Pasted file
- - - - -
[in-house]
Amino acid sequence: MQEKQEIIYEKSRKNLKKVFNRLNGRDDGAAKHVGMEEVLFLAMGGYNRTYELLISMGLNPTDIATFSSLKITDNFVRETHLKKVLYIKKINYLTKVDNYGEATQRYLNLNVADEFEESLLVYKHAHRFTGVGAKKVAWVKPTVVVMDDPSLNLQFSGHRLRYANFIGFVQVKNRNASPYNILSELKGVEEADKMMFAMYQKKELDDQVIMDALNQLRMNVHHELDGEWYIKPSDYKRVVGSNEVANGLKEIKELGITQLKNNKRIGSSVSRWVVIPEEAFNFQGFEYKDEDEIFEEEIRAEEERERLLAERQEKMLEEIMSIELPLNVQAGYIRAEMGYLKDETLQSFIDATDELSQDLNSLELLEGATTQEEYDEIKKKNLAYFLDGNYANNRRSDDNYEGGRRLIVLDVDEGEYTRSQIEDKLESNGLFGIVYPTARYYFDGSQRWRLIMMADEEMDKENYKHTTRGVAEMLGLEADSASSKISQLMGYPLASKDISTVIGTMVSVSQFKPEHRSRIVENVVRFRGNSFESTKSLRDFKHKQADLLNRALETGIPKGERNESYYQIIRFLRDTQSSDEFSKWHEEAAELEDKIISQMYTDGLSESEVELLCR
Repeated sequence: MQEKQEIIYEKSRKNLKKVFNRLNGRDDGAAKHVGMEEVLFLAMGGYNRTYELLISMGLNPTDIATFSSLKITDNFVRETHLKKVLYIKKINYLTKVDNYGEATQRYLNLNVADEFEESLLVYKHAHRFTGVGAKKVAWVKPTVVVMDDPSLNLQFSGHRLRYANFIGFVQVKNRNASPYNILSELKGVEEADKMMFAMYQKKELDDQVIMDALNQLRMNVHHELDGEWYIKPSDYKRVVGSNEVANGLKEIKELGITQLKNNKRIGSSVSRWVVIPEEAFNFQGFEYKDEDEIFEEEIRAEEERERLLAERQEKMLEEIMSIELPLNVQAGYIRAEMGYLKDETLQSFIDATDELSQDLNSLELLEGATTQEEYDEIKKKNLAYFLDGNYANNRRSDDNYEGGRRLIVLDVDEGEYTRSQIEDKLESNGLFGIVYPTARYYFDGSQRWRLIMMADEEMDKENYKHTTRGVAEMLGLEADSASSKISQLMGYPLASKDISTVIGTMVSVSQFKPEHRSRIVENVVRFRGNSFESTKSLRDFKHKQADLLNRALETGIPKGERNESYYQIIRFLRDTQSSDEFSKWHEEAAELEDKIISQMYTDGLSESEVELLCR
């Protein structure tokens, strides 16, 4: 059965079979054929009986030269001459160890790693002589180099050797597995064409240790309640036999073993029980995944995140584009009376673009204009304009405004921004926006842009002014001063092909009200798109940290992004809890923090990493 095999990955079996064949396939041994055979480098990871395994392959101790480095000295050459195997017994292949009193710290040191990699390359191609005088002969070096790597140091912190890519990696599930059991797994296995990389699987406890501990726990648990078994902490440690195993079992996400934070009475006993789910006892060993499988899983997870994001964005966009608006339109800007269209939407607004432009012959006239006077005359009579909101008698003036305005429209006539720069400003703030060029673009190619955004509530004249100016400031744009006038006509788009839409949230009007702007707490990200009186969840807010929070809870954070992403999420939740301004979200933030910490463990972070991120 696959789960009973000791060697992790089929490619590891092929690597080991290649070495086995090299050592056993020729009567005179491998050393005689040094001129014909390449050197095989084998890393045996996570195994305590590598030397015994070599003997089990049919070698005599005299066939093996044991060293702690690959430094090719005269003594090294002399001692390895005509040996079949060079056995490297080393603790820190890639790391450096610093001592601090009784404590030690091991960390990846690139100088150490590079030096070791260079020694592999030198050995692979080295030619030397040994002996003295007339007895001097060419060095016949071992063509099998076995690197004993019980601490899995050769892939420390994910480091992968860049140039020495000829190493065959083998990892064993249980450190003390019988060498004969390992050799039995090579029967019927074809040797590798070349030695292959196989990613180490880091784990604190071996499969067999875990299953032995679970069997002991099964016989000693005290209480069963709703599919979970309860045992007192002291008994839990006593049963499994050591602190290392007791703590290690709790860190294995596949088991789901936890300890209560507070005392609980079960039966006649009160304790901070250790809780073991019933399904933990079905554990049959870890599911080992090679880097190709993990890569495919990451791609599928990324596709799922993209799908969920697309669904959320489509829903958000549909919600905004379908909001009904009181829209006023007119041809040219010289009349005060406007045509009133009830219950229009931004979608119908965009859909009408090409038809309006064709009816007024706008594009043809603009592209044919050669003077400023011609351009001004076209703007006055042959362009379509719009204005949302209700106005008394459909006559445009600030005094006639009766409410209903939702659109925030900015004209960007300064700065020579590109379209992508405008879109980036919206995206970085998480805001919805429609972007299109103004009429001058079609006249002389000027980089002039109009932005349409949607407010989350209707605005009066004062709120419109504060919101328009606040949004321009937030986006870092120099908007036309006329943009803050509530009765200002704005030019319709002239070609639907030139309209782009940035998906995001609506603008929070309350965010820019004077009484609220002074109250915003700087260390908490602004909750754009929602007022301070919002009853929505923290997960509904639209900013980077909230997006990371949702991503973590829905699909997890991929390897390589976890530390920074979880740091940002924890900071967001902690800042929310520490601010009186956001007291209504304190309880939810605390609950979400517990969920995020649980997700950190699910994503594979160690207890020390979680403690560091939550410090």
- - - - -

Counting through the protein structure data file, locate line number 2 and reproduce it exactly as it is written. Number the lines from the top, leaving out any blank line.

Amino acid sequence: MQEKQEIIYEKSRKNLKKVFNRLNGRDDGAAKHVGMEEVLFLAMGGYNRTYELLISMGLNPTDIATFSSLKITDNFVRETHLKKVLYIKKINYLTKVDNYGEATQRYLNLNVADEFEESLLVYKHAHRFTGVGAKKVAWVKPTVVVMDDPSLNLQFSGHRLRYANFIGFVQVKNRNASPYNILSELKGVEEADKMMFAMYQKKELDDQVIMDALNQLRMNVHHELDGEWYIKPSDYKRVVGSNEVANGLKEIKELGITQLKNNKRIGSSVSRWVVIPEEAFNFQGFEYKDEDEIFEEEIRAEEERERLLAERQEKMLEEIMSIELPLNVQAGYIRAEMGYLKDETLQSFIDATDELSQDLNSLELLEGATTQEEYDEIKKKNLAYFLDGNYANNRRSDDNYEGGRRLIVLDVDEGEYTRSQIEDKLESNGLFGIVYPTARYYFDGSQRWRLIMMADEEMDKENYKHTTRGVAEMLGLEADSASSKISQLMGYPLASKDISTVIGTMVSVSQFKPEHRSRIVENVVRFRGNSFESTKSLRDFKHKQADLLNRALETGIPKGERNESYYQIIRFLRDTQSSDEFSKWHEEAAELEDKIISQMYTDGLSESEVELLCR